Lastly, let us talk about, you know, the actual mystery here. I truly flew through his book – it had be hooked from the very first chapter. The plot is fairly complex, and I didn’t know the killer’s identity until the book revealed it (and then of course, I couldn’t believe I didn’t see it.)

During the middle of the book, the plot did feel a bit slow as the case felt somewhat hopeless as the team was left with so few clues. Yet, I felt this was intentional. It was slow and a bit frustrating as a reader, because it was slow and frustrating to the team. This just added to my connection with the story. I felt like I was in the thick of it with them.

Overall, I gave this one a 5/5. I recommend this fully, however if you’re new to Carol Wyer – I may suggest starting at the beginning of this series as I’m about to now!

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get more info: Visit Carol Wyer’s website; connect with the author on Instagram; connect with the author on Twitter; find The Dare on Amazon

The Dare is Carol Wyer’s third book in the Detective Natalie Ward series. It is classified as a thriller, and it releases on April 25, 2019. It is available for pre-order now.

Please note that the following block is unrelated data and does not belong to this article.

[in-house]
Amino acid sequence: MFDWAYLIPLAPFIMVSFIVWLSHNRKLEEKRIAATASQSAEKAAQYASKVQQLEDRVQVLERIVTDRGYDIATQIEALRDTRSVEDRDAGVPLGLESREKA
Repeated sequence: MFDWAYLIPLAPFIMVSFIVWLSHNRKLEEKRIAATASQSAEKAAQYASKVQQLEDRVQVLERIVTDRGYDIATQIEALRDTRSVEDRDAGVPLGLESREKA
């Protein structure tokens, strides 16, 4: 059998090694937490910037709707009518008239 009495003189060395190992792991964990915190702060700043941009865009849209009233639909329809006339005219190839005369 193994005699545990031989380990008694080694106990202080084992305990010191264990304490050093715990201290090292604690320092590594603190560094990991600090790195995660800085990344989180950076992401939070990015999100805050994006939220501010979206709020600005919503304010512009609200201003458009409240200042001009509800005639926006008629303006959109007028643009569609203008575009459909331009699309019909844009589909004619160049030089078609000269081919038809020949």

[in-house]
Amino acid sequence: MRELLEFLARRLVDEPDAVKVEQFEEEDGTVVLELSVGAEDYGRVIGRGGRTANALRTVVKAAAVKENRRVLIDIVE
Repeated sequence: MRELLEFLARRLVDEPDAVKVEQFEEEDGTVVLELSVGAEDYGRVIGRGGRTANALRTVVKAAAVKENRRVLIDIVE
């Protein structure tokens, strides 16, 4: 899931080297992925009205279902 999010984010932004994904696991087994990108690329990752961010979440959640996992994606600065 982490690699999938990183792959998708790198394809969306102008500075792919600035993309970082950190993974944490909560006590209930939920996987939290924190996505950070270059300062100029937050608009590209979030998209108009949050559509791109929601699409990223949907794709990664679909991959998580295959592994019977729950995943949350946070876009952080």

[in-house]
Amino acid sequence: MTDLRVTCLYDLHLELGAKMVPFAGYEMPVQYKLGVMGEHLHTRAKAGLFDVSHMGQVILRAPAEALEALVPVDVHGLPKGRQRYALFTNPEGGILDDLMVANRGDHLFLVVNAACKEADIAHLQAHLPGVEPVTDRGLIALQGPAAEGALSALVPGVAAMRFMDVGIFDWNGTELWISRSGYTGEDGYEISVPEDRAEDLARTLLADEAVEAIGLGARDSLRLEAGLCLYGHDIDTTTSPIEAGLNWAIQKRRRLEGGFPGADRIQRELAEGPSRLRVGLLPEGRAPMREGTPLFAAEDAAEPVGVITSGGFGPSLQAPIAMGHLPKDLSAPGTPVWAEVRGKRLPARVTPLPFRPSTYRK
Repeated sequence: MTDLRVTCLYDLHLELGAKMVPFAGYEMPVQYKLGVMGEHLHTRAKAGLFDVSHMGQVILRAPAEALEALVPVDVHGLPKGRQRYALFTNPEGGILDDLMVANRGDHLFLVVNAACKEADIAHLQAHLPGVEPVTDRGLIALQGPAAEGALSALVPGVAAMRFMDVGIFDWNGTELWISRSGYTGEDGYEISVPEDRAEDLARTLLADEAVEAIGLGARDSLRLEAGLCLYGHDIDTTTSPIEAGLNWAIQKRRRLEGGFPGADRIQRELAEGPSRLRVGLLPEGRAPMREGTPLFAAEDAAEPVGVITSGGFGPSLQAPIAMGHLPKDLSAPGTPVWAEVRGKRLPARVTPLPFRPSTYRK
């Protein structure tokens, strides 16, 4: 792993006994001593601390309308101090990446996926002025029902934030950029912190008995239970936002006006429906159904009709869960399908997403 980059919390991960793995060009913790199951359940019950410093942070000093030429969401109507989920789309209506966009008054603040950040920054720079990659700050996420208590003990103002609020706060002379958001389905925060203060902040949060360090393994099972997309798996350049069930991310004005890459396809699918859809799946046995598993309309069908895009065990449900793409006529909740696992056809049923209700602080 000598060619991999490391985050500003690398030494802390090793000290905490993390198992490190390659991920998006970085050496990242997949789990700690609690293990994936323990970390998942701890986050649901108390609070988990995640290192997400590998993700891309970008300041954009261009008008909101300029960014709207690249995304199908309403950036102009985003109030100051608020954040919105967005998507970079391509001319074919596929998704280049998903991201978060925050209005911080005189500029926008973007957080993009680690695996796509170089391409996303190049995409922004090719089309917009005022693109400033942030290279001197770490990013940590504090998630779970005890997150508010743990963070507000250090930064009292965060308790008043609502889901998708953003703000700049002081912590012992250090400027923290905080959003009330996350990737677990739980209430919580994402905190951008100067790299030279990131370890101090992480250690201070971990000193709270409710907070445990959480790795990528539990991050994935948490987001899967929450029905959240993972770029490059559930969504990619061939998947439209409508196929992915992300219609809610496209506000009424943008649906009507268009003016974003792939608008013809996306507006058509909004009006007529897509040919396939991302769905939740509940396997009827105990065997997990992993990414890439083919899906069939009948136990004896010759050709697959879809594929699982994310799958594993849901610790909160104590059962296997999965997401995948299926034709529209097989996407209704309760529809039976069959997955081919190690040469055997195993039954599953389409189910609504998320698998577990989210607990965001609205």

This post is not sponsored. All opinions are my own. All links provided are for your convenience only – none are affiliate links. Netgalley and the publisher were kind enough to provide me a copy of this book in exchange for my honest review.

Review: Peter Swanson’s Before She Knew Him

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Hi y’all! I am happy to announce I am a proud new member of the Book of the Month (BOTM) club, a book box subscription. Each month BOTM chooses five (hardcover) books and allows each subscriber to choose the one they are most interested in reading. The book choices vary in authors and genres so there really is something for everyone.  It’s $14.99/month and shipping is always free and you can skip any month you want. What I love most about BOTM is the sense of community it creates. Seriously, check out Bookstagram. It’s flooded with BOTM choices. But, I digress. The point of this long intro is that Peter Swanson’s Before She Knew Him was my March BOTM and I was very excited about it. (*not sponsored lol*)